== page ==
BuzzFeed reporter Aram Roston has published a blockbuster exposé on the growing use of mercenaries by a key American ally to carry out a murder spree in Yemen. According to the report, the United Arab Emirates (UAE) is employing the services of the Spear Operations Group, a Delaware-incorporated firm which hires American special operation reservists and veterans to carry out targeted killings. The UAE is particularly interested in killing Yemeni leaders of the Islamist political party Al-Islah. The UAE considers Al-Islah to be a terrorist organization. As Roston notes, many experts say Al-Islah is “a legitimate political party that threatens the UAE not through violence but by speaking out against its ambitions in Yemen.”
The article details a botched assassination attempt on December 16, 2015 when mercenaries from the Spear Operations Group tried to bomb a Yemeni office in order to kill Anssaf Ali Mayo, a leading figure in Al-Islah. As it happened, Mayo wasn’t in the office at the time and so survived the assassination bid. But, as Roston notes, the bombing “marked a pivot point in the war in Yemen, a brutal conflict that has seen children starved, villages bombed, and epidemics of cholera roll through the civilian population. The bombing was the first salvo in a string of unsolved assassinations that killed more than two dozen of [Al-Islah’s] leaders.”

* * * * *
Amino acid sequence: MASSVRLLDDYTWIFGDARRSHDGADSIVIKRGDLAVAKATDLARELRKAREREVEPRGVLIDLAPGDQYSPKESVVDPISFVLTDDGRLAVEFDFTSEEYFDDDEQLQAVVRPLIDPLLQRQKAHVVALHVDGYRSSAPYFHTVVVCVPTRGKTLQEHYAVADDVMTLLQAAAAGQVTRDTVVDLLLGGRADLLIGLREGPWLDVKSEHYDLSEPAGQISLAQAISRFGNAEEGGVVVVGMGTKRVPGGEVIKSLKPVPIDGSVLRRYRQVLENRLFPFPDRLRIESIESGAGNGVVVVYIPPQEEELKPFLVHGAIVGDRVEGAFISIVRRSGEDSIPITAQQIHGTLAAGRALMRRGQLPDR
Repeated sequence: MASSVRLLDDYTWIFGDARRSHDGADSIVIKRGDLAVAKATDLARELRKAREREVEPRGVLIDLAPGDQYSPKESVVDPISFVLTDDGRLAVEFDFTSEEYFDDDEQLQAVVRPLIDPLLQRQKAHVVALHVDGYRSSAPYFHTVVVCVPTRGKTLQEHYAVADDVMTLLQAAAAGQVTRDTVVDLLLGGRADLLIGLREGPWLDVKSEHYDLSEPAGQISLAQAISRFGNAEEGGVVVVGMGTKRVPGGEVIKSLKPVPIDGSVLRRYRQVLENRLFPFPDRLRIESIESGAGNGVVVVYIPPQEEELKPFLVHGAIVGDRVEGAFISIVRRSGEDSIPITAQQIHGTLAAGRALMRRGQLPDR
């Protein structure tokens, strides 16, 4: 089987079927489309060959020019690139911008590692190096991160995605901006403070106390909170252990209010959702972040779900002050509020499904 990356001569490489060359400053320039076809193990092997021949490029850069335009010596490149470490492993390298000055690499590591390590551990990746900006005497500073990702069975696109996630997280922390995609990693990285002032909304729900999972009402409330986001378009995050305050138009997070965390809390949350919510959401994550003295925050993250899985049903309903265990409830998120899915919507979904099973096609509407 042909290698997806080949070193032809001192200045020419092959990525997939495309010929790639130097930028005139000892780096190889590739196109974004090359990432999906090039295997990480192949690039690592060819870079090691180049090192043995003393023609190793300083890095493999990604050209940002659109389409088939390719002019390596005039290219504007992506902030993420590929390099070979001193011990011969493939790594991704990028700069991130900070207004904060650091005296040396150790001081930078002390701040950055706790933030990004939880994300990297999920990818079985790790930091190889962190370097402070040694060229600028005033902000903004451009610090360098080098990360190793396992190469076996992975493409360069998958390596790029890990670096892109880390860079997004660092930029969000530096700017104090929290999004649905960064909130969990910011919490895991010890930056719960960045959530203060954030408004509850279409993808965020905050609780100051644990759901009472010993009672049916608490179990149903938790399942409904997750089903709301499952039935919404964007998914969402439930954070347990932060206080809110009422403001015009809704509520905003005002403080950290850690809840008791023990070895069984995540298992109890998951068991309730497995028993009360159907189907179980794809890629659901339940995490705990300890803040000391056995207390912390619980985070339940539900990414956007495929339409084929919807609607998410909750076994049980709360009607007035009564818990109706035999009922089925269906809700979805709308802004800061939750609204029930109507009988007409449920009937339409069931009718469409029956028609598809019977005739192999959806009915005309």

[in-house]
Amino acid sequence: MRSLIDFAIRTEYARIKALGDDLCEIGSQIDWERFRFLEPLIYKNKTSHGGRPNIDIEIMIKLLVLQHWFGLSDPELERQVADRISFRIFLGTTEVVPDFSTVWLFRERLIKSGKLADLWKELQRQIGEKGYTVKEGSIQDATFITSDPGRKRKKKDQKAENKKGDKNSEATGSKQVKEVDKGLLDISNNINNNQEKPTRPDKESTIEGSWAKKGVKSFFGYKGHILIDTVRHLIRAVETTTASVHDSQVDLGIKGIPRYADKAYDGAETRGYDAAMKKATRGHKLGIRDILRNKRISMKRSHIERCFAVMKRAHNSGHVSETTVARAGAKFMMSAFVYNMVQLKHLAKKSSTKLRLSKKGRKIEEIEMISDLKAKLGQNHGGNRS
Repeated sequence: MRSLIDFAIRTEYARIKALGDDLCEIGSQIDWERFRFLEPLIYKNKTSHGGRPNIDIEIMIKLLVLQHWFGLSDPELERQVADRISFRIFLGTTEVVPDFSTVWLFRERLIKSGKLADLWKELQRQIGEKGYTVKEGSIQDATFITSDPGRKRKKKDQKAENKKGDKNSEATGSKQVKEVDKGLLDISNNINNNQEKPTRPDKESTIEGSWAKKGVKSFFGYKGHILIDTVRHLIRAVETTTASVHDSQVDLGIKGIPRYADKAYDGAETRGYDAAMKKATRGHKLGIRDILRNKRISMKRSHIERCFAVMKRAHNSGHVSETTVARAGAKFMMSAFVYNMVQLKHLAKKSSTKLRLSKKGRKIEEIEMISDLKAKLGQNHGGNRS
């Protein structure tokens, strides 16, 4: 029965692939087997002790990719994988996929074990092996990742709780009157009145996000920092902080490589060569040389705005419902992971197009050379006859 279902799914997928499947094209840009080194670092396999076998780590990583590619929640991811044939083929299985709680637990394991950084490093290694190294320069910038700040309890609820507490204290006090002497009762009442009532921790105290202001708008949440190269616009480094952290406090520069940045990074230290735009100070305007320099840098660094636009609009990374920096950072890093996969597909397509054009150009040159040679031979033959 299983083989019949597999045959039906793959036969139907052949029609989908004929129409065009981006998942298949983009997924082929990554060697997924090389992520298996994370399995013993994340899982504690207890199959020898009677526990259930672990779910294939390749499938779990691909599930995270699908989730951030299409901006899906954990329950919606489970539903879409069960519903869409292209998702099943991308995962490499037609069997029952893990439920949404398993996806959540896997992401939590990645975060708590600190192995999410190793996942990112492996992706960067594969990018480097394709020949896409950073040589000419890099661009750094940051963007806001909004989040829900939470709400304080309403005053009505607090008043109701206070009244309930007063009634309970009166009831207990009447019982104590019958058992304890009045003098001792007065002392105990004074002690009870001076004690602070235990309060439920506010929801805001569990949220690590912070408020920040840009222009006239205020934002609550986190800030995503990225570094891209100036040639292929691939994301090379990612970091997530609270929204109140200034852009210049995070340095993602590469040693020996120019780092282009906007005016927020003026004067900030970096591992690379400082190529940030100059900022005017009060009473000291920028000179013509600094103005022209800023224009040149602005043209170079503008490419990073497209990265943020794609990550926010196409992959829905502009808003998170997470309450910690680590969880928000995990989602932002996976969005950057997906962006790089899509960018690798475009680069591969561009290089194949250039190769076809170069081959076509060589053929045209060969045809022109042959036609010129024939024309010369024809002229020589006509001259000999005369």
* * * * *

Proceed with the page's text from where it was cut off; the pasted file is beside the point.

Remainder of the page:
Mercenary assassinations are on the rise as a byproduct of the American-led war on terror. The administrations of George W. Bush and Barack Obama loosened the restraints on targeted killings, often done by drones. They also greatly expanded the size of special forces, creating an vast reservoir of highly trained soldiers who could ply their services to regimes like the United Arab Emirates.
“There was a targeted assassination program in Yemen,” Spear Operations Group founder Abraham Golan told BuzzFeed. “I was running it. We did it. It was sanctioned by the UAE within the coalition.”
Golan claims that he wants the issue of mercenary assassinations to be publicly debated.
“Maybe I’m a monster,” he says. “Maybe I should be in jail. Maybe I’m a bad guy. But I’m right.”